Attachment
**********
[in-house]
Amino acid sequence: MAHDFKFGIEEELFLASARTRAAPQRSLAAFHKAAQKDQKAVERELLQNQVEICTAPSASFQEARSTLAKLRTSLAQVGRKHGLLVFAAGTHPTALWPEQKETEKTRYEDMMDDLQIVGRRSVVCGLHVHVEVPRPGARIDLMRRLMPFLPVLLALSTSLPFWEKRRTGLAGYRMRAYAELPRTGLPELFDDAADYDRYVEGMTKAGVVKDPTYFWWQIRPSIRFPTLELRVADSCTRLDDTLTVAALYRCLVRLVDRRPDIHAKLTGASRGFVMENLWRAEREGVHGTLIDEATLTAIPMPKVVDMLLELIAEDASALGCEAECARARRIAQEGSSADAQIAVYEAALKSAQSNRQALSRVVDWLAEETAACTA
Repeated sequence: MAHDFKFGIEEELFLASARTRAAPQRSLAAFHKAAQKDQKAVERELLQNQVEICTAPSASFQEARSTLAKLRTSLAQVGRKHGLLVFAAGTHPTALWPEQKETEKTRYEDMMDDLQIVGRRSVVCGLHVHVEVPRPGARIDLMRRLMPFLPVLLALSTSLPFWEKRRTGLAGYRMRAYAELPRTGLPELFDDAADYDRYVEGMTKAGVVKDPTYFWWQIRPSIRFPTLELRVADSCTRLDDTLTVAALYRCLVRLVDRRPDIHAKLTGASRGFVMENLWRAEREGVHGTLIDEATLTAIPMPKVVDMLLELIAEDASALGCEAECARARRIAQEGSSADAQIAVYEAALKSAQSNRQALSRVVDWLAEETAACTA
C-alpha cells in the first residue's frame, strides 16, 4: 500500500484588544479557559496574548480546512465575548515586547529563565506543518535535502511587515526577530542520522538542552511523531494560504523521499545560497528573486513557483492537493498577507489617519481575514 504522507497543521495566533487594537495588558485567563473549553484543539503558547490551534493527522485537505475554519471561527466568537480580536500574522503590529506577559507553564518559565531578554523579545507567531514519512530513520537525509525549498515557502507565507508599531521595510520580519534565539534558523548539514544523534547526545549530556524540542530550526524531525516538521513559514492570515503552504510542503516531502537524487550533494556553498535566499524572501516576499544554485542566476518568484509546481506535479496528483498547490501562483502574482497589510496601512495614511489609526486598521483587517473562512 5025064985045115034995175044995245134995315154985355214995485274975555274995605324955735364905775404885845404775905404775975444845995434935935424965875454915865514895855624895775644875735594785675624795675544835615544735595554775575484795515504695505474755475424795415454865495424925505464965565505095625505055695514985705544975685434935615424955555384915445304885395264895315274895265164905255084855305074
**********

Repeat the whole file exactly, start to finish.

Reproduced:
[in-house]
Amino acid sequence: MAHDFKFGIEEELFLASARTRAAPQRSLAAFHKAAQKDQKAVERELLQNQVEICTAPSASFQEARSTLAKLRTSLAQVGRKHGLLVFAAGTHPTALWPEQKETEKTRYEDMMDDLQIVGRRSVVCGLHVHVEVPRPGARIDLMRRLMPFLPVLLALSTSLPFWEKRRTGLAGYRMRAYAELPRTGLPELFDDAADYDRYVEGMTKAGVVKDPTYFWWQIRPSIRFPTLELRVADSCTRLDDTLTVAALYRCLVRLVDRRPDIHAKLTGASRGFVMENLWRAEREGVHGTLIDEATLTAIPMPKVVDMLLELIAEDASALGCEAECARARRIAQEGSSADAQIAVYEAALKSAQSNRQALSRVVDWLAEETAACTA
Repeated sequence: MAHDFKFGIEEELFLASARTRAAPQRSLAAFHKAAQKDQKAVERELLQNQVEICTAPSASFQEARSTLAKLRTSLAQVGRKHGLLVFAAGTHPTALWPEQKETEKTRYEDMMDDLQIVGRRSVVCGLHVHVEVPRPGARIDLMRRLMPFLPVLLALSTSLPFWEKRRTGLAGYRMRAYAELPRTGLPELFDDAADYDRYVEGMTKAGVVKDPTYFWWQIRPSIRFPTLELRVADSCTRLDDTLTVAALYRCLVRLVDRRPDIHAKLTGASRGFVMENLWRAEREGVHGTLIDEATLTAIPMPKVVDMLLELIAEDASALGCEAECARARRIAQEGSSADAQIAVYEAALKSAQSNRQALSRVVDWLAEETAACTA
C-alpha cells in the first residue's frame, strides 16, 4: 500500500484588544479557559496574548480546512465575548515586547529563565506543518535535502511587515526577530542520522538542552511523531494560504523521499545560497528573486513557483492537493498577507489617519481575514 504522507497543521495566533487594537495588558485567563473549553484543539503558547490551534493527522485537505475554519471561527466568537480580536500574522503590529506577559507553564518559565531578554523579545507567531514519512530513520537525509525549498515557502507565507508599531521595510520580519534565539534558523548539514544523534547526545549530556524540542530550526524531525516538521513559514492570515503552504510542503516531502537524487550533494556553498535566499524572501516576499544554485542566476518568484509546481506535479496528483498547490501562483502574482497589510496601512495614511489609526486598521483587517473562512 5025064985045115034995175044995245134995315154985355214995485274975555274995605324955735364905775404885845404775905404775975444845995434935935424965875454915865514895855624895775644875735594785675624795675544835615544735595554775575484795515504695505474755475424795415454865495424925505464965565505095625505055695514985705544975685434935615424955555384915445304885395264895315274895265164905255084855305074